Clement Attlee ((who replaced Churchill after the British election), Harry S. Truman, and Joseph Stalin at the 1945 Postdam conference.

Clement Attlee (who replaced Churchill after the British election), Harry S. Truman, and Joseph Stalin at the 1945 Postdam conference.

But new borders are but one of many Potsdam gifts to Poland. Another was the promise of free elections. Even Stalin admitted that elections were certain to lead to a Communist defeat. Rigged elections were more reliable, and soon forgotten by the West. This was the final gift to Poland at Potsdam. As Freda Bruce Lockhart has cleverly noted: “horrifying… sacrifices had been demanded of Poland to appease not simply Russia, but the allies in their appeasement of Russia.” Potsdam was the final act in the shameful Western acquiescence. For those who argue that standing up to Russian demands against Poland would have led to war – which neither the British nor Americans could contemplate – we may ask where did the West make even an attempt to protect Poland? Nowhere except Roosevelt’s fleeting effort to save Lwów at Yalta, which he quickly abandoned.

But Potsdam had further fine attributes. Poland was excluded from German reparations – it would be given something from the Soviets’ generous share. The Communist “Government of National Unity” was recognized by the Powers. This effectively broke relations with Poland’s legal government-in-exile. No security was to be offered to Poles wishing to return to the homeland: they were to be treated as the Communist authorities thought convenient. Northern East Prussia was given over to the Soviets to create new Russian territory. (I suggest one look at a map to see the care with which the border was drawn.) Polish claims to the territory which contained virtually no Russians were ignored.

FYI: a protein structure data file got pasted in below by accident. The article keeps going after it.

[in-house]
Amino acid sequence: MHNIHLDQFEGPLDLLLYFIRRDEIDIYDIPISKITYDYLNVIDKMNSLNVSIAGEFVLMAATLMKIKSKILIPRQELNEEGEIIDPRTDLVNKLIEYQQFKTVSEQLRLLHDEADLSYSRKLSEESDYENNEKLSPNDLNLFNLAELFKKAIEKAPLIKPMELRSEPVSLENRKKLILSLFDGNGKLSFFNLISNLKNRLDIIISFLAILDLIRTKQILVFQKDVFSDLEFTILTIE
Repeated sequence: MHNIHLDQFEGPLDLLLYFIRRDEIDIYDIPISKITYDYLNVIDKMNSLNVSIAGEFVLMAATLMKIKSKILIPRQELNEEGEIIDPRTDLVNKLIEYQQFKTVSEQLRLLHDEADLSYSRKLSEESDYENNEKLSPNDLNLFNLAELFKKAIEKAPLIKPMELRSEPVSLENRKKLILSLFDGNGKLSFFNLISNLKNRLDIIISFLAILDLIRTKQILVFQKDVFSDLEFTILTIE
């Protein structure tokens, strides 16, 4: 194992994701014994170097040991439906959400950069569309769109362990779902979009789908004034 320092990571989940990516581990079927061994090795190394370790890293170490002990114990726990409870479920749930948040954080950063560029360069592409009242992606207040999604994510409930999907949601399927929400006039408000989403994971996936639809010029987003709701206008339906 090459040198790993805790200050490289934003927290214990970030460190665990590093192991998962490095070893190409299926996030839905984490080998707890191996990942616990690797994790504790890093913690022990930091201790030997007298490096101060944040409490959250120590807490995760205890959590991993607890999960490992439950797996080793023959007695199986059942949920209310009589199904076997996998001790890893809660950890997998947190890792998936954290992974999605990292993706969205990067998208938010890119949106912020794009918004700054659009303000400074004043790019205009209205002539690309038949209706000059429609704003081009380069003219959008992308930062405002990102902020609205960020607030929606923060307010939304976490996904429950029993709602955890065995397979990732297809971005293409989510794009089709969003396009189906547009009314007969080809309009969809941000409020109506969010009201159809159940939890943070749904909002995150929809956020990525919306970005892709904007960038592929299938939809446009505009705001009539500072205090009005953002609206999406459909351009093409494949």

Potsdam’s treatment of the Poles cannot be understood in isolation: it was a continuance of the policies proffered by Stalin and eagerly agreed to by Roosevelt and Churchill. At Teheran – November 28-December 1, 1943 – Churchill generously proposed that all of eastern Poland be given to the Soviets; Stalin modestly accepted. The result, by the way, was that Poland became the only state on the winning territory to become smaller after the war. At Yalta in 1945, the Soviets received – without demurral – all the Polish territories they had seized when, in agreement with Germany, they invaded Poland in 1939. This was, somehow, a reflection of what Stalin intended when he said that Poland was a “matter of honor” for the Russians.

Washington, London, or perhaps Moscow was the political center of the war; but the moral capital was Warsaw. The Allies won the war; no more should be said.


M.B.B. Biskupski
M. B. B. Biskupski is the President of the Polish Institute of Arts and Sciences in America. He holds a doctorate from Yale and is currently the holder of the S. A. Blejwas Endowed Chair in Polish Studies at Central CT State University. He has published fourteen books and scores of essays. His most recent volume is Independence Day: Myth, Symbol, and the Creation of Modern Poland (Oxford, 2014).